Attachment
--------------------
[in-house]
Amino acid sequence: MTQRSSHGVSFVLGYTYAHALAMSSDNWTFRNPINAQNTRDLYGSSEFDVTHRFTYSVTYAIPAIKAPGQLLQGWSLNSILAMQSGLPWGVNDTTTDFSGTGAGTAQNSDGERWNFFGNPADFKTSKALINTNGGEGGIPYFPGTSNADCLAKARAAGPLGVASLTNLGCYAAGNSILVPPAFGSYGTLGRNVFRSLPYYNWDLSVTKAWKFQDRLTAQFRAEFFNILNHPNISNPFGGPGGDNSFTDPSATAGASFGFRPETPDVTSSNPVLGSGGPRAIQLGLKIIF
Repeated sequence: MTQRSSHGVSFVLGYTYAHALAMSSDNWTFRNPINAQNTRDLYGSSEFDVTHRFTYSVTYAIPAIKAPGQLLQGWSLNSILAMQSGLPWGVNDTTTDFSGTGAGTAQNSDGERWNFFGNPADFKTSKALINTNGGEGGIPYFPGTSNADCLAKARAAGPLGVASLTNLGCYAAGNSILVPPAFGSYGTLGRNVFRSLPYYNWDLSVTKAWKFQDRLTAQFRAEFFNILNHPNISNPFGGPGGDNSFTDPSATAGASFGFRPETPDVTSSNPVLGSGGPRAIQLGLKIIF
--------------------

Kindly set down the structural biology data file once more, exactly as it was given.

[in-house]
Amino acid sequence: MTQRSSHGVSFVLGYTYAHALAMSSDNWTFRNPINAQNTRDLYGSSEFDVTHRFTYSVTYAIPAIKAPGQLLQGWSLNSILAMQSGLPWGVNDTTTDFSGTGAGTAQNSDGERWNFFGNPADFKTSKALINTNGGEGGIPYFPGTSNADCLAKARAAGPLGVASLTNLGCYAAGNSILVPPAFGSYGTLGRNVFRSLPYYNWDLSVTKAWKFQDRLTAQFRAEFFNILNHPNISNPFGGPGGDNSFTDPSATAGASFGFRPETPDVTSSNPVLGSGGPRAIQLGLKIIF
Repeated sequence: MTQRSSHGVSFVLGYTYAHALAMSSDNWTFRNPINAQNTRDLYGSSEFDVTHRFTYSVTYAIPAIKAPGQLLQGWSLNSILAMQSGLPWGVNDTTTDFSGTGAGTAQNSDGERWNFFGNPADFKTSKALINTNGGEGGIPYFPGTSNADCLAKARAAGPLGVASLTNLGCYAAGNSILVPPAFGSYGTLGRNVFRSLPYYNWDLSVTKAWKFQDRLTAQFRAEFFNILNHPNISNPFGGPGGDNSFTDPSATAGASFGFRPETPDVTSSNPVLGSGGPRAIQLGLKIIF